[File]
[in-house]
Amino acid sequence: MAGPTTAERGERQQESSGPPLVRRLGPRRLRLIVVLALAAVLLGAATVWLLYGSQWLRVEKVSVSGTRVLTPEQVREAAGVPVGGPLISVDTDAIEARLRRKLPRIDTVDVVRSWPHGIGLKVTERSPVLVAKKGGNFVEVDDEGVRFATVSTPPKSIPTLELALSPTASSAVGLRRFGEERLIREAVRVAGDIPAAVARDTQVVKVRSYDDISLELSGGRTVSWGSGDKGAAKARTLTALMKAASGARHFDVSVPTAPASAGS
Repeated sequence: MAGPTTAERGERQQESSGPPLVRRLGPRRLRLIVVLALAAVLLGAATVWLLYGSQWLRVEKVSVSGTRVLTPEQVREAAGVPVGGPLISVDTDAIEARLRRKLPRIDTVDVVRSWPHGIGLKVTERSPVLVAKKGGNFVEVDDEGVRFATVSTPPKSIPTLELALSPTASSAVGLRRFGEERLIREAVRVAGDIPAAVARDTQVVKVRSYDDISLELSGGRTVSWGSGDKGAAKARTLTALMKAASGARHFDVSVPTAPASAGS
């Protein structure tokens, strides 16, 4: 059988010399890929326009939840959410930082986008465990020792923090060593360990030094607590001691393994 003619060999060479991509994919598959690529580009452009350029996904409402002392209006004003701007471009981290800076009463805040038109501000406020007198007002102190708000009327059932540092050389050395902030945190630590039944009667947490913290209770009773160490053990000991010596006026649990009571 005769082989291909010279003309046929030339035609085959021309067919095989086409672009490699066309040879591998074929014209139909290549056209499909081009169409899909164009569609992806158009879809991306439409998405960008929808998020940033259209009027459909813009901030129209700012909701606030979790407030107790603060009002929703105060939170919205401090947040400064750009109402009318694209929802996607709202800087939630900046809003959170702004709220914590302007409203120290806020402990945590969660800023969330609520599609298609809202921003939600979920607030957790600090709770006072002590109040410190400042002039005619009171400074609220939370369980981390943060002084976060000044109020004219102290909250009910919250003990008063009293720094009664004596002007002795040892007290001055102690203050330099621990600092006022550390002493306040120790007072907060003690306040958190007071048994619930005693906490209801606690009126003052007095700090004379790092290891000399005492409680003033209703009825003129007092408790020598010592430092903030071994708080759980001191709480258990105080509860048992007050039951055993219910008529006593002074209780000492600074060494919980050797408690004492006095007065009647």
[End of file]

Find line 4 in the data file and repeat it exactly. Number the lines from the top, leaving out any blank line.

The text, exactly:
């Protein structure tokens, strides 16, 4: 059988010399890929326009939840959410930082986008465990020792923090060593360990030094607590001691393994 003619060999060479991509994919598959690529580009452009350029996904409402002392209006004003701007471009981290800076009463805040038109501000406020007198007002102190708000009327059932540092050389050395902030945190630590039944009667947490913290209770009773160490053990000991010596006026649990009571 005769082989291909010279003309046929030339035609085959021309067919095989086409672009490699066309040879591998074929014209139909290549056209499909081009169409899909164009569609992806158009879809991306439409998405960008929808998020940033259209009027459909813009901030129209700012909701606030979790407030107790603060009002929703105060939170919205401090947040400064750009109402009318694209929802996607709202800087939630900046809003959170702004709220914590302007409203120290806020402990945590969660800023969330609520599609298609809202921003939600979920607030957790600090709770006072002590109040410190400042002039005619009171400074609220939370369980981390943060002084976060000044109020004219102290909250009910919250003990008063009293720094009664004596002007002795040892007290001055102690203050330099621990600092006022550390002493306040120790007072907060003690306040958190007071048994619930005693906490209801606690009126003052007095700090004379790092290891000399005492409680003033209703009825003129007092408790020598010592430092903030071994708080759980001191709480258990105080509860048992007050039951055993219910008529006593002074209780000492600074060494919980050797408690004492006095007065009647």